Are you Rooted?

Are you rooted?  If you are a gardener, your first thought may be about plants; but I’m talking about being connected to a place.

When our children were preschoolers, my husband and I seriously considered moving  from our home to a bigger city in order to be closer to family members.  We had arrived in our city due  to employment, and the plan had been to stay for a few years before moving on.

As part of the decision-making process we listed all the things that we would like to have in a new community.  What would we miss by moving away?  How could we replace the doctor we relied upon, my hairstylist who had been part of our children’s first haircuts? Where could we find a neighbourhood park that we loved as much as the one we already had?  What about our friends and neighbours?

After creating many lists of the pros and cons of going vs. staying; we decided to stay. We could visit family, and so many things about our community were irreplaceable. We were rooted.

The Importance of Being Rooted

“To be rooted”, philosopher Simone Weil once wrote, “is perhaps the most important and least recognized need of the human soul.”  When we are rooted, we feel that we are a part of something bigger than ourselves.  We have a vested interest in the health of our community.  We develop a sense of ‘hometown pride’.  We care.

When we feel attached to our community, we’re more likely to be social and volunteer. We feel a connection to our local economy and may support neigbourhood businesses by spending our money locally.  As we learn more about our community, we may support local farmers at the market or join a Community Shared Agriculture group.

A key benefit is that the system is reciprocal…when we give to our community, it gives back.  Our support systems grow, there are more local choices, and there is a sense of belonging that we experience when we walk down the street and say ‘hello’ to people that we know, or the local barrista already knows our order when we walk in the cafe.

Being Rooted in our Community is Good for Us

Research confirms that being rooted in our community is good for us.  In the July/August 2016 issue of  Psychology Today,  author Melody Warnick (in her article”Right Where You Belong“) describes a study conducted in Tokyo.  This study discovered that elderly Japanese women who felt attached to their neighbourhood were more likely to be alive five years later than were women who didn’t care about their communities.  For women who liked where they lived and also interacted with their neighbours, their chance of survival compared to more ambivalent residents increased by 6 percent.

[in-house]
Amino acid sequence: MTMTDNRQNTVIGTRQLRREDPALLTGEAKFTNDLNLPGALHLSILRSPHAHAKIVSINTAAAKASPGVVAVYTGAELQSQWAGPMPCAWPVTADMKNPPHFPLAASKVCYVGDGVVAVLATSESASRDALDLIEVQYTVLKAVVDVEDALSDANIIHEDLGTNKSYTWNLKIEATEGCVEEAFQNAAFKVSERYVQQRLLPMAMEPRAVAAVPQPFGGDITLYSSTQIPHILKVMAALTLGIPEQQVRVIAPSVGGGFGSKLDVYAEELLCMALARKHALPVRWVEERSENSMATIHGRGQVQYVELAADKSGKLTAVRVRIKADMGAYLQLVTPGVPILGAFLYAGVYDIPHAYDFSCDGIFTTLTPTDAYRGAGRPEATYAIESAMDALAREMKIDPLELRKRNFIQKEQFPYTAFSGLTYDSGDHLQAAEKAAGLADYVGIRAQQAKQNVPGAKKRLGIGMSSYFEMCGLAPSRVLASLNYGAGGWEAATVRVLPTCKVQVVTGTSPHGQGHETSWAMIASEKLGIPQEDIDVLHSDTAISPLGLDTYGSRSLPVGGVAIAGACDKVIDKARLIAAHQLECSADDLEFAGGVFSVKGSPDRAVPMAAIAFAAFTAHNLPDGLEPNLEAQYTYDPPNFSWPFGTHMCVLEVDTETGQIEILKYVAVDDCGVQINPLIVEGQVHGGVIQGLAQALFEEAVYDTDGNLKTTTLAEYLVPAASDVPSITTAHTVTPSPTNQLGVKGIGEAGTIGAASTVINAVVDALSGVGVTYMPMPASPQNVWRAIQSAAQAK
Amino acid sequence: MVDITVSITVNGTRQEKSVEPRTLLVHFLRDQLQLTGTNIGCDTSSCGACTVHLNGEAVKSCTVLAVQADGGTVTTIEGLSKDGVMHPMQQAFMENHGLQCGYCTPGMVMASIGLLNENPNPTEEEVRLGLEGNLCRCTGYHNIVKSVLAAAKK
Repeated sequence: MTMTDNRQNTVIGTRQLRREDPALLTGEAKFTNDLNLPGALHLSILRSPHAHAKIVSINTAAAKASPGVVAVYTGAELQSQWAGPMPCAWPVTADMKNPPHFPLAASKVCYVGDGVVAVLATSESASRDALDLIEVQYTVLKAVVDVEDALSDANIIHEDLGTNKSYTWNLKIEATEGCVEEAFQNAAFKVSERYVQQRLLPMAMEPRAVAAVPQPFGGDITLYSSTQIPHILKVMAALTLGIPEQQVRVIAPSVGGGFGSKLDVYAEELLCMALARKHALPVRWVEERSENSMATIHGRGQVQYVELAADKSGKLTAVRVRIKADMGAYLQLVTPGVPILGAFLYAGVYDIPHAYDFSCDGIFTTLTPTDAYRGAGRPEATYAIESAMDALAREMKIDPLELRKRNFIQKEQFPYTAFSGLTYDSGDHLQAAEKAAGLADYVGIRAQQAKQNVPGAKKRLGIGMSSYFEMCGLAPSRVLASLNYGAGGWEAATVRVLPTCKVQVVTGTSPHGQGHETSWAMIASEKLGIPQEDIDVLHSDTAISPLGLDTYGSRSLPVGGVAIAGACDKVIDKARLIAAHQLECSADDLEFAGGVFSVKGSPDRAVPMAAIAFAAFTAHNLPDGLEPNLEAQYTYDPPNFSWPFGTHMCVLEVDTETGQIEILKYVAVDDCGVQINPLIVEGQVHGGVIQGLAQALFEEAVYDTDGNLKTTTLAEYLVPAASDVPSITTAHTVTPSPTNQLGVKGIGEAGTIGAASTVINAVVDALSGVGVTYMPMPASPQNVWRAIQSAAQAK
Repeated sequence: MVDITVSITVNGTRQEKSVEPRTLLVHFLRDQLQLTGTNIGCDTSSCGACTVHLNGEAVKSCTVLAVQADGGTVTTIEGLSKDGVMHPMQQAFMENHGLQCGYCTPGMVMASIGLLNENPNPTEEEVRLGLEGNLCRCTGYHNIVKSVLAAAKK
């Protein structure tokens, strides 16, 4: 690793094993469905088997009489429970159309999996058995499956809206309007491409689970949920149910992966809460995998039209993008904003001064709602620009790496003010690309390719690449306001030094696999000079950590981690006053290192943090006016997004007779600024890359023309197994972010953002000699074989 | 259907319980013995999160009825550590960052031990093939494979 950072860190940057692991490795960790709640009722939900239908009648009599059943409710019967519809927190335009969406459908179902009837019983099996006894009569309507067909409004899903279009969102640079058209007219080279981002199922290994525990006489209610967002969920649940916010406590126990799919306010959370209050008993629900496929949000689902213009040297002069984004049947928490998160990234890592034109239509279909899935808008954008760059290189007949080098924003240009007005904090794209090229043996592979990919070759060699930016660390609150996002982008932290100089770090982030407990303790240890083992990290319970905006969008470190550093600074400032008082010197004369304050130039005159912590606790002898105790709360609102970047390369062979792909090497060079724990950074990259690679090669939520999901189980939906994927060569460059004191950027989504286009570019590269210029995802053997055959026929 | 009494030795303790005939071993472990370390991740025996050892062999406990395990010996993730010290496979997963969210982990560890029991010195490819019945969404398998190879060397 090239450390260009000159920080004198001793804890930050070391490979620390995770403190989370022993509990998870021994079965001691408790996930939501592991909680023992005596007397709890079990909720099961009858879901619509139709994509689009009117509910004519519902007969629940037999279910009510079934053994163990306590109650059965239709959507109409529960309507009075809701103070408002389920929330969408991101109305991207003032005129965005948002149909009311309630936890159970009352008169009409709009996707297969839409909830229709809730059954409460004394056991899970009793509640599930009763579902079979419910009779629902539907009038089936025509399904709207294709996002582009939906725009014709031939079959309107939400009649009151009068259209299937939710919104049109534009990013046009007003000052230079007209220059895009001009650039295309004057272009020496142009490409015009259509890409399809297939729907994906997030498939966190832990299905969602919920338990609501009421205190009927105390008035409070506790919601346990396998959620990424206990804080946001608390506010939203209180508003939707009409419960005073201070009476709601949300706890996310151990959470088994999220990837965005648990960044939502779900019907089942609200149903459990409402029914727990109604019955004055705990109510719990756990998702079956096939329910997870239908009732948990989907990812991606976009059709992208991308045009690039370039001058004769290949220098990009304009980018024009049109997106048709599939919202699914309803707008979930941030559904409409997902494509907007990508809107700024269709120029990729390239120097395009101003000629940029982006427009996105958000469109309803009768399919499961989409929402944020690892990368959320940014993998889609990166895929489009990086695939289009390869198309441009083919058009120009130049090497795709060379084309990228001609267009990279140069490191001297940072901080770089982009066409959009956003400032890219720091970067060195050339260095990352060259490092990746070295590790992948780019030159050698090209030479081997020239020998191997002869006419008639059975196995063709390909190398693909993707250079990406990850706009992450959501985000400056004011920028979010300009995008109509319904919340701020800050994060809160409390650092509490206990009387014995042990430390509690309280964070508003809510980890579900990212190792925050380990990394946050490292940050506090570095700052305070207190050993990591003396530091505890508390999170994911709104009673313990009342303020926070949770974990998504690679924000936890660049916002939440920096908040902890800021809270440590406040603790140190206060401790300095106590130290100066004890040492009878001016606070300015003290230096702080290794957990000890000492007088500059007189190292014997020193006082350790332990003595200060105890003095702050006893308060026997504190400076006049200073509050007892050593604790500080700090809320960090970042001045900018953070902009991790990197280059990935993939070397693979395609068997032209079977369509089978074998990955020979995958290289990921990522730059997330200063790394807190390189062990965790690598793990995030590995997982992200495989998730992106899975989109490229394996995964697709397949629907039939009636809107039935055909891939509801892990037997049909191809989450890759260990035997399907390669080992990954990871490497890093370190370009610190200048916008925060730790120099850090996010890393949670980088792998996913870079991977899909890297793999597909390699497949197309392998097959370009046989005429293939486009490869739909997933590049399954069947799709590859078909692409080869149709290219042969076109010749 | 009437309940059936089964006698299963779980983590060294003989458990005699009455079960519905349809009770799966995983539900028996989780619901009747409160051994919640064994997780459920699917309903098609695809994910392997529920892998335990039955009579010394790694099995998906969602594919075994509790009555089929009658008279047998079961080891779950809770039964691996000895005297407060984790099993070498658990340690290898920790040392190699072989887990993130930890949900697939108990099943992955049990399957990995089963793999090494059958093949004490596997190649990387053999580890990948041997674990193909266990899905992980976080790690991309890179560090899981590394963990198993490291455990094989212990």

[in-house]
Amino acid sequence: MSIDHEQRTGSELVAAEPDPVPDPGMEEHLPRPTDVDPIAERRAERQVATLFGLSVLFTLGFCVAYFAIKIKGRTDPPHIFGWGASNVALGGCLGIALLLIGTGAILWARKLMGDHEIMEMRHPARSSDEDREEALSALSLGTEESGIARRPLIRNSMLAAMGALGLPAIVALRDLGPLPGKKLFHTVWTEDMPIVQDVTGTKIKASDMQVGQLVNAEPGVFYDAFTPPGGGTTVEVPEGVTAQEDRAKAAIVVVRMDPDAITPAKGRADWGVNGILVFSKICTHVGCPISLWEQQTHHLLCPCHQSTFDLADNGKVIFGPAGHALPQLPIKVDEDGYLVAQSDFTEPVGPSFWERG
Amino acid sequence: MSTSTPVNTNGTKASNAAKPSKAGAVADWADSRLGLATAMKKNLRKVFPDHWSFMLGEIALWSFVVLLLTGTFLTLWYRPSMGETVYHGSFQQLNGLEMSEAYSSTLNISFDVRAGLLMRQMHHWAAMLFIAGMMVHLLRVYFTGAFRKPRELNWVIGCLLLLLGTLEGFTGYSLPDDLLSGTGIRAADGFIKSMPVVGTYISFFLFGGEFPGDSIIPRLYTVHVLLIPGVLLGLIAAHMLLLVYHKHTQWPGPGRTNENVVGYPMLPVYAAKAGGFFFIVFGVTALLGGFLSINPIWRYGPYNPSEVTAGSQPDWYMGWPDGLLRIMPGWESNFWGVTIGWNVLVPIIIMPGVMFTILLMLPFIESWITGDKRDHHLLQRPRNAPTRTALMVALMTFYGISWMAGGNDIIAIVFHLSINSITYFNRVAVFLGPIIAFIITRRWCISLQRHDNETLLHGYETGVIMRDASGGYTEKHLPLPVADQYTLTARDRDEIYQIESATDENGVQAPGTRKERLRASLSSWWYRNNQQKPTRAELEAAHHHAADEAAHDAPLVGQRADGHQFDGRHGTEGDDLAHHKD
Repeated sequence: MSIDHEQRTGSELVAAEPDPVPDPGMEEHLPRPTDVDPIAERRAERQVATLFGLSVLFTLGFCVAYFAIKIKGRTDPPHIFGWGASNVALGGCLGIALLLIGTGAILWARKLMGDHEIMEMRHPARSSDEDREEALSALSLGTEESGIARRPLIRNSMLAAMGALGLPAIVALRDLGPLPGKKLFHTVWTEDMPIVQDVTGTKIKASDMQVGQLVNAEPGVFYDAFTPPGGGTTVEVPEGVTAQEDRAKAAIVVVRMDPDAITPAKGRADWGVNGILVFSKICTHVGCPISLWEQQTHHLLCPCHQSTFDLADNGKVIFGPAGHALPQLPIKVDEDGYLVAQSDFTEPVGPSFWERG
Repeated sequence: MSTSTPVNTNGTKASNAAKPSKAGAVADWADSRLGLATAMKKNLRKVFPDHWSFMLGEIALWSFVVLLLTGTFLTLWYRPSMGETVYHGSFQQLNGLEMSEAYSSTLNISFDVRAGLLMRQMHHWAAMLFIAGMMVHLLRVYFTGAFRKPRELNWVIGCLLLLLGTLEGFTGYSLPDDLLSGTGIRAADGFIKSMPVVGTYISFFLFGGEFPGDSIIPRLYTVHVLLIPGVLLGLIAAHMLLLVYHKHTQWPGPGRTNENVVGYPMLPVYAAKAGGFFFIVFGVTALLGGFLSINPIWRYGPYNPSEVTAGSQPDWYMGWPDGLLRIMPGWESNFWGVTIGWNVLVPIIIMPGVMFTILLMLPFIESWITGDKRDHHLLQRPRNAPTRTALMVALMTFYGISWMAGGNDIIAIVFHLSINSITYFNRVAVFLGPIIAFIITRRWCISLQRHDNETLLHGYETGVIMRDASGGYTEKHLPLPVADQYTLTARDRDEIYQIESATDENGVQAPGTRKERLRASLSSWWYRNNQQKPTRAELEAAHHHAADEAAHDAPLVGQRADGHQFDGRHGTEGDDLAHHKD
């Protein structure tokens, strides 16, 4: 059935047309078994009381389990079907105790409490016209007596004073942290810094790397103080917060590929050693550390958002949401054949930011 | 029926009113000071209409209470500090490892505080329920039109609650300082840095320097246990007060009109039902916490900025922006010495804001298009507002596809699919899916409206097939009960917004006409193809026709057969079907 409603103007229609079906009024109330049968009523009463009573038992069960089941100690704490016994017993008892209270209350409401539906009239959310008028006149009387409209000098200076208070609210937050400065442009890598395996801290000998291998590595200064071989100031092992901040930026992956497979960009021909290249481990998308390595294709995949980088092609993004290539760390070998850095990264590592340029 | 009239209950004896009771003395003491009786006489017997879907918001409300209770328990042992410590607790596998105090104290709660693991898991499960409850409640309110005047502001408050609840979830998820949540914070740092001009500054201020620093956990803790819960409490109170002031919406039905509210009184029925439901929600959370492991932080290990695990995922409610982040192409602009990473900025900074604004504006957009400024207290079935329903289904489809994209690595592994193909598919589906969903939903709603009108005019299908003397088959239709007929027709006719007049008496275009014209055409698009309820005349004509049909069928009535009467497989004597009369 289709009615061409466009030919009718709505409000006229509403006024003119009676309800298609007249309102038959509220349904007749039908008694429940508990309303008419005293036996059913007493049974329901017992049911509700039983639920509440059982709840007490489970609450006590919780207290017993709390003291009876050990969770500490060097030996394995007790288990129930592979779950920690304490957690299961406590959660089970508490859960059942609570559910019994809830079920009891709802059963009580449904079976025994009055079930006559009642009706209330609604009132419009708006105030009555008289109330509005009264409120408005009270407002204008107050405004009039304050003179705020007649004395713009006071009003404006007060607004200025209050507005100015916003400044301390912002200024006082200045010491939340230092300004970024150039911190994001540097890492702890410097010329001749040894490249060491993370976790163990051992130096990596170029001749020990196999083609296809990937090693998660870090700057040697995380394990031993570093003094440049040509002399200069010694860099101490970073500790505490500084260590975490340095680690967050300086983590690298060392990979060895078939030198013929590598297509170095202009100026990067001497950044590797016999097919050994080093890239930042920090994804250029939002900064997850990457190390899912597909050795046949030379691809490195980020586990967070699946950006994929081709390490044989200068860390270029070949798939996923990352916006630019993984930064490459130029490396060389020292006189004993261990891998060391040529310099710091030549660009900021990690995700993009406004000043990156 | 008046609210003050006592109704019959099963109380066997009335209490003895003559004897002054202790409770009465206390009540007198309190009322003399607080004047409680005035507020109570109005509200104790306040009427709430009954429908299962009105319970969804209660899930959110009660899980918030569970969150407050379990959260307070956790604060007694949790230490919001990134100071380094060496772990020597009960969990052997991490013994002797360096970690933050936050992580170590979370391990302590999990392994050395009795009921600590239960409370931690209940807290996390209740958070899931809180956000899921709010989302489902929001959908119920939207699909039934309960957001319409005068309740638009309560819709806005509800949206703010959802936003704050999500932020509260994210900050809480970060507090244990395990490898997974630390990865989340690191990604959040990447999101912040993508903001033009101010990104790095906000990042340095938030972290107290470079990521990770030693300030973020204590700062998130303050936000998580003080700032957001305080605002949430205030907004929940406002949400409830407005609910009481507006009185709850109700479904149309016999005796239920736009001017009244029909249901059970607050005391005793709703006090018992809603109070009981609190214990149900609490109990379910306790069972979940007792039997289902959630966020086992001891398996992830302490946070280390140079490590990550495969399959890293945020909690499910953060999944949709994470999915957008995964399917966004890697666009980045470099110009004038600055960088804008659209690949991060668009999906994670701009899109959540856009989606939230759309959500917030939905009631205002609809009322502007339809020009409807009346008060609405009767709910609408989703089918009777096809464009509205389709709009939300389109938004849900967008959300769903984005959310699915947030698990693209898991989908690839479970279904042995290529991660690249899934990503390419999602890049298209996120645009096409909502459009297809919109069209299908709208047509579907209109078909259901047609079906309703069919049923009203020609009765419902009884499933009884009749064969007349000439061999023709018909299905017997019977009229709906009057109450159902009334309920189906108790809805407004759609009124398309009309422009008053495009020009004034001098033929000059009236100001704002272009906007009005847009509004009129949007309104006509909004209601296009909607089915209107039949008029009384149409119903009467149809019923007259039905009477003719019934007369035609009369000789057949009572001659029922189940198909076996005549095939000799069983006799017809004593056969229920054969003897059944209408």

In her book Lonely:  Learning to Live with Solitude, Emily White describes her experience with loneliness.  She cites many studies that show the connection between loneliness, loss of health and increased mortality.  However, we may be less lonely and have an already-developed support system in place when we are rooted in our community.  These support systems are there when life becomes difficult.

Rootedness In Practice

When I think about support systems, I  often remember a particular example of individuals being rooted in their community.  There was a group of widows that attended the same church.  As Sundays can be difficult for people on their own, this group of women would plan a day’s worth of activities (church and lunch, followed by a matinee or concert).  By the time each arrived home, the day was mostly over– they had connected to others and enjoyed themselves.  These women made a point of including anyone they knew who needed to take part in this group–especially new widows.  Participation ebbed and flowed, and the group continued to be there when needed.  They looked out for each other.

Being Rooted Takes Effort

Being rooted and building community are reciprocal, and takes effort.  For many years a laminated copy of this poster hung beside our door.  It was a reminder of how to grow roots.  It recommended:

  • Turn off your TV
  • Leave your house
  • Know your neighbors
  • Look up when you are walking
  • Greet people
  • Sit on your stoop
  • Plant flowers
  • Use your library
  • Play together
  • Buy from local merchants
  • Share what you have
  • Help a lost dog
  • Take children to the park
  • Garden together
  • Support neighborhood schools
  • Fix it even if you didn’t break it
  • Have potlucks
  • Honor elders
  • Pick up litter
  • Read stories aloud
  • Dance in the street
  • Talk to the mail carrier
  • Listen to the birds
  • Put up a swing
  • Help carry something heavy
  • Barter for your goods
  • Start a tradition
  • Ask a question
  • Hire young people for odd jobs
  • Organize a block party
  • Bake extra and share
  • Ask for help when you need it
  • Open your shades
  • Sing together
  • Share your skills
  • Take back the night
  • Turn up the music
  • Turn down the music
  • Listen before you react to anger
  • Mediate a conflict
  • Seek to understand
  • Learn from new and uncomfortable angles
  • Know that no one is silent although many are not heard. Work to change this.

These ideas may sound like a lot of work, and the payback is tremendous–much more than is originally put in…and it’s good for us and others!

Now, for a flashback to how some of us learned about community; here’s some vintage Sesame Street.  Enjoy!